Will the real local anti-war leaders please step forward and LEAD a political breakaway from the discredited old parties — a breakaway that is a breakthrough to revolutionary new political frontiers. Unless this occurs, the anti-war movement itself will wither away. The issue of war is the issue of political power; U.S. imperialism’s compulsion to smash the colonial revolution can be meat head-on and halted only by the counter compulsion to take the power out of their bloody hands.
And now — the commercial.
We in the FSP originally planned to field a socialist slate of candidates this campaign. At the same time, we were publicly urging the anti-war movement to create its own political arm and launch independent anti-war, anti-capitalist party that would objectively analyze the interrelations between the war, poverty, labor, civil rights, civil liberties, etc.
When Rev. Shaw announced his plans for a new party and invited participation in shaping it, we decided to cooperate, on the basis of his professed intention to form an independent party.
We knew that much of the basic policy was already worked out, and the prognosis for achieving a principled and militant program geared toward the Negro freedom struggle and the working class was very dim. Still, we felt it was our responsibility to try to prevent this new formation from drowning in the tired old clichés and fatal swamps of yesteryear. Surely, we believed, the newer and youthful elements in the anti-war movement would be suspicious of reform politics because of its basic dishonesty and the flagrant opportunism, and they would be open to frankly radical politics and a program of telling it like it is.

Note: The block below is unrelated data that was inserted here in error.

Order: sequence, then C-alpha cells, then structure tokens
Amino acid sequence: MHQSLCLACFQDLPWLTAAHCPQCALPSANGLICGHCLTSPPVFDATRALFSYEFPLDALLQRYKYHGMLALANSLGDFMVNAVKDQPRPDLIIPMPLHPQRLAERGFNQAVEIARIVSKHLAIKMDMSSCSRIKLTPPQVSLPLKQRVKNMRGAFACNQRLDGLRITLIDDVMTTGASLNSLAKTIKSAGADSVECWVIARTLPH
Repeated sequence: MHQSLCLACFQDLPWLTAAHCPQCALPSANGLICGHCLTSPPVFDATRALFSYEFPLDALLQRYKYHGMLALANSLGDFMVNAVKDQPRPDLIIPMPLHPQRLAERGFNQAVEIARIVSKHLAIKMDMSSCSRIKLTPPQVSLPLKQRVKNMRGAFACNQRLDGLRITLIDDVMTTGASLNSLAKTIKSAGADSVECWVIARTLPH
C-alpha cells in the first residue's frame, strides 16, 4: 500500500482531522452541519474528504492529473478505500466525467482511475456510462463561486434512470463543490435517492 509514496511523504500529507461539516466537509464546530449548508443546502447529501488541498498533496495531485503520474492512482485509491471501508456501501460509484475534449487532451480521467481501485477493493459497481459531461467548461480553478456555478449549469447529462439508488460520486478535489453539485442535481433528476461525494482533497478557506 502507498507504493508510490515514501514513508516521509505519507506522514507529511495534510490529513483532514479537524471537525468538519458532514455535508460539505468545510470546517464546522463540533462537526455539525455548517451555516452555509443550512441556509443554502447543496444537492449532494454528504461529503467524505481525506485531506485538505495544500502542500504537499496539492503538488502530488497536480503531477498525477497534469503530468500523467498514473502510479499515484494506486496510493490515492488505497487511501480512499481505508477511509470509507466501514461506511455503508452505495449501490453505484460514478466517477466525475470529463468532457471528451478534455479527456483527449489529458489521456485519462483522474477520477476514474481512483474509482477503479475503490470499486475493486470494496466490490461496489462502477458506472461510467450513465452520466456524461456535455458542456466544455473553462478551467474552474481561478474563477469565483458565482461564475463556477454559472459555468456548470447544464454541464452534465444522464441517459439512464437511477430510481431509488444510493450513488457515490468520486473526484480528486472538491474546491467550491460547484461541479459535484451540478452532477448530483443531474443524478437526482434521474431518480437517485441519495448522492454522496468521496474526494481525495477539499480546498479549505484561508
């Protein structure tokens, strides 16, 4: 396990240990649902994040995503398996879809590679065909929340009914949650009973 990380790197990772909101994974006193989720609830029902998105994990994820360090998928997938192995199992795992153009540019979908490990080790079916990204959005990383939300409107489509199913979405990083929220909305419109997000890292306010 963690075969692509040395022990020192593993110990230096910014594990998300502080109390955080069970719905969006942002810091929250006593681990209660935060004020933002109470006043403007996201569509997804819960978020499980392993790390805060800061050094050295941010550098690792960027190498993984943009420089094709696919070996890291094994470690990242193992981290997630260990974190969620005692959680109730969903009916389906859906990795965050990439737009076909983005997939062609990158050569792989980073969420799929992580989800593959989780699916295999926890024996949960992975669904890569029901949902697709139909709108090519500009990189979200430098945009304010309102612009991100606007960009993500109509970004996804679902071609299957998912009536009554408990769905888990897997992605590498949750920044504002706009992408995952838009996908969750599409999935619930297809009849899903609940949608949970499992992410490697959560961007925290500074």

So for over 6 weeks, we attended meetings and committees and subcommittees, presented written and oral proposals, and generally propagandized loudly and often for independence, principle, and integrity. We undoubtedly made some enemies, but we definitely encountered a whole new host of friends. And, most important to us, we demonstrated the ability of our brand new party to simultaneously “go where the people are” and still hang tough on principle.
At the risk of sounding immodest — may we suggest that we are the ONLY formation in this area with the stance, style, habit, program, and practice of revolutionaries. Oh, we have some faults, but who’s perfect? We would never dream of inviting anybody into an illusory Utopia, but we feel perfectly free and objectively vindicated in inviting you to join with us in the exciting process of helping to bring about socialism in our time.